Music, Food, and Chefs! Oh my!


(Top left) Jimmie Dale Gilmore, (top right) Moondoggies, (bottom left) Stilly River Band, and (bottom right) Clinton Fearon.

I’m just so excited! This weekend is the Slow Food Roots Music Festival. It’s a music festival unlike any you’ve ever attended. In addition to a veritable smorgasbord of tuneful delights, there will be chefs, art, a farmers market, wine & beer, and, oh yes, food! The concessions are all locally grown, farm-fresh, good-for-you eats. Take a peek:

  • Fifteen Hour Smoked Brisket & Pulled Pork – served on Bread Farm ciabatta with carrot cumin slaw & choice of bbq sauce
  • Del Fox Burgers & Sausages – served with choice of cheese, carmelized walla wallas, rhubarb ketchup, habanero relish, guinness roasted garlic or herb mustard
  • Grilled Corn on the Cob – basted with choice of brown sugar & coconut milk, cilantro & garlic butter, lime & chile butter, or herb butter & parmesan cheese
  • Raw Bar – Taylor Shellfish’ oysters and clams.  Served with choice of jalapeno mignonette, lemon oil mignonette, or lime and chile sorbet
  • Bacon Wrapped Enoki Mushrooms – served with ginger scallion sauce
  • A Taste for Plato – Mediterranean plate with hummus & baba ganoush served with pita and chick pea wraps
  • Dessert – Sweet chilled rice with a generous dollop of lemongrass yogurt and crushed berries

If you’re in the area (northern Snohomish County, Washington State) come join us for a fun, tasty, musical time. This shendig is a fund raiser for Slow Food Port Susan and many other local programs benefiting the lower Stillaguamish Valley.

Oh, and I’ll be pouring at the Slow Food Beer & Wine garden between 2 and 6pm. Stop on in!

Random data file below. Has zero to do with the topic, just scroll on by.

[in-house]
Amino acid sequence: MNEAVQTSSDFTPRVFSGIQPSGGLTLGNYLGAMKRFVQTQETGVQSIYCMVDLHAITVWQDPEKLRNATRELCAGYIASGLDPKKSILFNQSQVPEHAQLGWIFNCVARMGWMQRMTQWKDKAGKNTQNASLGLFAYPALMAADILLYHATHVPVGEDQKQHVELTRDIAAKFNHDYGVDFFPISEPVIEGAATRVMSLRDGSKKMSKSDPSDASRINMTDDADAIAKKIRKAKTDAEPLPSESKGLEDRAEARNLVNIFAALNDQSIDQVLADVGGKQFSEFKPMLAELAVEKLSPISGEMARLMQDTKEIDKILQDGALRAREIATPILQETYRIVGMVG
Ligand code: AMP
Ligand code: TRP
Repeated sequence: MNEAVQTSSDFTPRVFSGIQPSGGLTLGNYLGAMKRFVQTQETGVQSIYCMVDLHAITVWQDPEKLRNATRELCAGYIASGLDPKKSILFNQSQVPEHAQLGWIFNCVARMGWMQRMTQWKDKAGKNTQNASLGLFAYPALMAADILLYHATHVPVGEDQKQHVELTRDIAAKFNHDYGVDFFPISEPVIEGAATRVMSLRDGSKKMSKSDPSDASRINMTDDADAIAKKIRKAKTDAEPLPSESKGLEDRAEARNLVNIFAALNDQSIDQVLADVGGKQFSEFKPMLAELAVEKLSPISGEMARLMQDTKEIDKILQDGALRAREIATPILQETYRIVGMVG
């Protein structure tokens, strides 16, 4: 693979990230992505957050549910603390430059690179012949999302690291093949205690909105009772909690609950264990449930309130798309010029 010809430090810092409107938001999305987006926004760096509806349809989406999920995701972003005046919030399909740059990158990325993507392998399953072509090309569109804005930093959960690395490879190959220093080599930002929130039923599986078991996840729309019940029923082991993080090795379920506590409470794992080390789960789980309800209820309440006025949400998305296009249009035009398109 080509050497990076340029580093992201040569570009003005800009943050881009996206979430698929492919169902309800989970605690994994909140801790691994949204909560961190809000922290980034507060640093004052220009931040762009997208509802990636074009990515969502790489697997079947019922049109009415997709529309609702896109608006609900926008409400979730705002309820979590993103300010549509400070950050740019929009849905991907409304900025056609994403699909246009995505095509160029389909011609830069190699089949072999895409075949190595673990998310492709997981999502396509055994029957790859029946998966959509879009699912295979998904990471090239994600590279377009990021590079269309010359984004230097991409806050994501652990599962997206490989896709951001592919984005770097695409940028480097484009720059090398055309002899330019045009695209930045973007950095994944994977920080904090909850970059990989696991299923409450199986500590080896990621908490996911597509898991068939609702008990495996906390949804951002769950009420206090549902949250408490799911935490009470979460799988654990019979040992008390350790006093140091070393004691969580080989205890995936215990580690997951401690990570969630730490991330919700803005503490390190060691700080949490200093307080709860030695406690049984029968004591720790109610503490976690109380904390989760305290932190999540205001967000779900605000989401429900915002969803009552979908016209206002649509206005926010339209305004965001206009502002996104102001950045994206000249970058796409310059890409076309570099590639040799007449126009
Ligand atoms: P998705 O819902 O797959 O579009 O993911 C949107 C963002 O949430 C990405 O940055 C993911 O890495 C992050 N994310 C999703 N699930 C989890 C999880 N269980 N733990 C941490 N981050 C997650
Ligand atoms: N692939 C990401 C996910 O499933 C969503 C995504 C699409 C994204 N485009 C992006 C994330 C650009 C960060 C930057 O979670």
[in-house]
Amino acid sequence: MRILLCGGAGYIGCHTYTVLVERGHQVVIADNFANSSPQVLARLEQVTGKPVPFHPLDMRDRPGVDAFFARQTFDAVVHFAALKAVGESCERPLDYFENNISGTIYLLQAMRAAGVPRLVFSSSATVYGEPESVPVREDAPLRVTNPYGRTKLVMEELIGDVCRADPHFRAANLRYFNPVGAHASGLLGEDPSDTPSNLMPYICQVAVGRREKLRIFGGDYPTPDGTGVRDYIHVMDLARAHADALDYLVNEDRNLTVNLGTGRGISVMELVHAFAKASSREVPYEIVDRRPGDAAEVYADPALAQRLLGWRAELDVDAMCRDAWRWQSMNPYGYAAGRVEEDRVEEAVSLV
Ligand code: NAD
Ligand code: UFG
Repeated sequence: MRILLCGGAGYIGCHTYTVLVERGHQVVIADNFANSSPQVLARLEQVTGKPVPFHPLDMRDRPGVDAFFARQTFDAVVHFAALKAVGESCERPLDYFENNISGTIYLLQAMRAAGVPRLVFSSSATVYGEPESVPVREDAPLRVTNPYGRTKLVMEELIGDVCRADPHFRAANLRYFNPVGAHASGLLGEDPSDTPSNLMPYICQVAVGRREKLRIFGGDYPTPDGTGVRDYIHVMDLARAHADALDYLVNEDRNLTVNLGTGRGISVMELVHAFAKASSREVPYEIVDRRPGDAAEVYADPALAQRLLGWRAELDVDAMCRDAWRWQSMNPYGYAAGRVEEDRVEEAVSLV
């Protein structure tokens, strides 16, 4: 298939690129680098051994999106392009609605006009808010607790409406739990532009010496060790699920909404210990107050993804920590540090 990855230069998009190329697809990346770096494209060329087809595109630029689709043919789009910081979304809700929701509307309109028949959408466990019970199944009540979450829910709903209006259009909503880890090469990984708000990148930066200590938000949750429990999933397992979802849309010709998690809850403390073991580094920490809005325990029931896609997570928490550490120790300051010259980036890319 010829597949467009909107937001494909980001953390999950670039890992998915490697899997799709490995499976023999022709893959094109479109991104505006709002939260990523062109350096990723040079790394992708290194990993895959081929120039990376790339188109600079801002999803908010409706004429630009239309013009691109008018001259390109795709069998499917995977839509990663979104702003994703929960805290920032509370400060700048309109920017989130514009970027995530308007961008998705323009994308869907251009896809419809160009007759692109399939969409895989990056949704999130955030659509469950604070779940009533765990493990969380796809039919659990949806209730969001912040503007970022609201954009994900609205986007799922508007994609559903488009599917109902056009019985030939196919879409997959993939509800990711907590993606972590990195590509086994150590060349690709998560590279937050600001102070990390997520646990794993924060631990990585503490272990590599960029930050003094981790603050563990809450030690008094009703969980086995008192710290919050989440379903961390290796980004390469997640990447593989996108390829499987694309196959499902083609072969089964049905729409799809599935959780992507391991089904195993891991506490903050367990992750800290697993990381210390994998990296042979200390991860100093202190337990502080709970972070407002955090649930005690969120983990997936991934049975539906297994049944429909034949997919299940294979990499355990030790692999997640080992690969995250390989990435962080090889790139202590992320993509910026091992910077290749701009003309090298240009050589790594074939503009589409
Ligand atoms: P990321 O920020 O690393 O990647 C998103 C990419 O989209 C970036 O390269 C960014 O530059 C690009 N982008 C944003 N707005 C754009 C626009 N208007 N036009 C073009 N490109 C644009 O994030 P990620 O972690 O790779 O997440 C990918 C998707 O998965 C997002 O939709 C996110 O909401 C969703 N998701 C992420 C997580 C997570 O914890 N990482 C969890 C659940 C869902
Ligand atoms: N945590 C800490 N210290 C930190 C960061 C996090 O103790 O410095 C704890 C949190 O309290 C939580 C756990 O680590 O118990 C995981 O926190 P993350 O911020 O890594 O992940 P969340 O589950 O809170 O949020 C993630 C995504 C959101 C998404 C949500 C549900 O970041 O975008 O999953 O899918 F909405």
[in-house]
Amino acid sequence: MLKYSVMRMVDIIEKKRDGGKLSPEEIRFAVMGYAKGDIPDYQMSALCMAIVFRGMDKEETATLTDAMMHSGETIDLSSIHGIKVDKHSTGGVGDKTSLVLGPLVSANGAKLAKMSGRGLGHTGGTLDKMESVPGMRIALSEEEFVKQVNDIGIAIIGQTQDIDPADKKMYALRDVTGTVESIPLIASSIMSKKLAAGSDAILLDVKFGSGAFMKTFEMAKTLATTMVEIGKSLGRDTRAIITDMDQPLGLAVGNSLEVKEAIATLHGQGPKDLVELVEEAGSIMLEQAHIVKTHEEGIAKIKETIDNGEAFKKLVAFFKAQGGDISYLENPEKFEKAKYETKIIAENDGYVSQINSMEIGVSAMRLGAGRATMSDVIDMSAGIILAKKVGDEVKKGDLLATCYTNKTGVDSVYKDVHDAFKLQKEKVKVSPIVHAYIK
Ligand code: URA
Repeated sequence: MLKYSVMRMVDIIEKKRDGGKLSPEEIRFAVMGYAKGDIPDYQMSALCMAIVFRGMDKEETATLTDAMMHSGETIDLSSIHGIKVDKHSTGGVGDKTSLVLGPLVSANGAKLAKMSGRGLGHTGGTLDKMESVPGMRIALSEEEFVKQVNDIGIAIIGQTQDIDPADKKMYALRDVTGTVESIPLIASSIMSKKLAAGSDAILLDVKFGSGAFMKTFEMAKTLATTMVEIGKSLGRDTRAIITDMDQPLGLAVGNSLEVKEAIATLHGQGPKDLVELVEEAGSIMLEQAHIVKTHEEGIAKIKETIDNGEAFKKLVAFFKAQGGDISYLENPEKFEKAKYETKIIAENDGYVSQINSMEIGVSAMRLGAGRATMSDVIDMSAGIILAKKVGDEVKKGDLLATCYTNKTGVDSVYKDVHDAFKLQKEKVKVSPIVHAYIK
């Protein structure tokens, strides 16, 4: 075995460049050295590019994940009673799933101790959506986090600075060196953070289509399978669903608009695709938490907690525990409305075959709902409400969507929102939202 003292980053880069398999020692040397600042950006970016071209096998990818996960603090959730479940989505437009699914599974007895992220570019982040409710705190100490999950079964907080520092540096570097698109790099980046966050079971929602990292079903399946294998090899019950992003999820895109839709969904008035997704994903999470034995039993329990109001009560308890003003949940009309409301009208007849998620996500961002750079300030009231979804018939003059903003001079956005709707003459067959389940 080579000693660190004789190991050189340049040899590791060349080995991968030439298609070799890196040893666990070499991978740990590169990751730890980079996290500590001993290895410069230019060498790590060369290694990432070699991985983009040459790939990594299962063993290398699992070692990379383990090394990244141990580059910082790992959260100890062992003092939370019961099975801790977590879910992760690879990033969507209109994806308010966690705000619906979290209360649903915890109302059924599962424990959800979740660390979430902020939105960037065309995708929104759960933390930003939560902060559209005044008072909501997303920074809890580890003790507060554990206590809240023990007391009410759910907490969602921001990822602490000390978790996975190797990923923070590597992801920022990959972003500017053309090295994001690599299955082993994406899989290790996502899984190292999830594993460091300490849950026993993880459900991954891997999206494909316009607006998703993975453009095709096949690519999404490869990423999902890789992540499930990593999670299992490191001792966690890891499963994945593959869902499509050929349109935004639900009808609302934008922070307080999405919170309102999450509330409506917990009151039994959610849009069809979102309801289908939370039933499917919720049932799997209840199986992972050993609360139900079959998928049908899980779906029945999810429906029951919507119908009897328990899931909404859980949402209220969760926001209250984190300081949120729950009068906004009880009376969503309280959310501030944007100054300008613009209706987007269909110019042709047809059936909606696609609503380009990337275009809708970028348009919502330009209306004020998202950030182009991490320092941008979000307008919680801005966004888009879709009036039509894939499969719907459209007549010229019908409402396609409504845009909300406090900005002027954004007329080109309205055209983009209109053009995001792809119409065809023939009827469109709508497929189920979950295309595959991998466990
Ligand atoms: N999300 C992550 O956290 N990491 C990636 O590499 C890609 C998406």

Business is Business but Farming is Personal

Farming is not an occupation, it’s a calling. The farmers that I know are passionate about growing really good food. Additionally, they want to educate their customers and keep them informed, which, in turn, creates loyal customers.

Selling directly to customers creates some unique issues for farmers. Standard marketing methods don’t usually work that well for a couple of reasons: it’s too expensive and casts too wide a net. Farmers who sell directly to consumers need advertising methods that work on a personal basis. They also need to reach customers locally, which can be a challenge on the world wide web.

There are a number of online tools farmers can use to solve some of these issues and yet maintain steady relationships with customers. Blogs and social media are free, immediately accessible, and usually easier to understand and use than a website. What they take, however, is time and a certain amount of dedication to the relationships these tools create. Time is in short supply when weeds need pulling and there are goats to milk and cucumbers to harvest.

I believe the trick is to find and use the tools that best fit your business model and your personality. Let me give you an example: a blog is a great way to keep your CSA customers in touch with what is happening on the farm. If you hate to write, however, a blog is going to be agony to use. A better choice would be Twitter, which limits the size of your postings. You can announce, “Beets are here!” without having to spend lots of time putting together an entry. You can even Tweet from your phone.

Last fall, I explored a few ways you can use social media to improve your marketing ability. In truth, social media and blogs are so new, that there isn’t really a wrong way to use them. (Well, unless you use them illegally.) Any way that you can enhance your customer base using Twitter, Facebook, WordPress, or Blogspot is valid. In fact, folks are quite encouraged to use social media in new and interesting ways.

I’m reserving a later posting to explore methods for reaching customers through social media, blogs, and other online tools. Stay tuned.


In my post on the Mother Earth News Fair, I quickly mentioned, which is a social network dedicated to sustainability. I want to mention it again, because I think that, as it grows, it’s going to become a valuable resource for those of us considering whole, healthy foods, local interdependence, community building, working with heirloom plants and animals, and saving our environment from further degradation.

There is a long video describing Earthineer in detail. For an overview of the latest features, see a shorter video. Both will give you a much better idea of how it works. There are also some tutorials on YouTube which can be found by searching for Earthineer.

In my opinion, this can be a good resource for everything from advice on raising chickens to forming crop mobs to trading goods and services locally. Check it out and see what you think.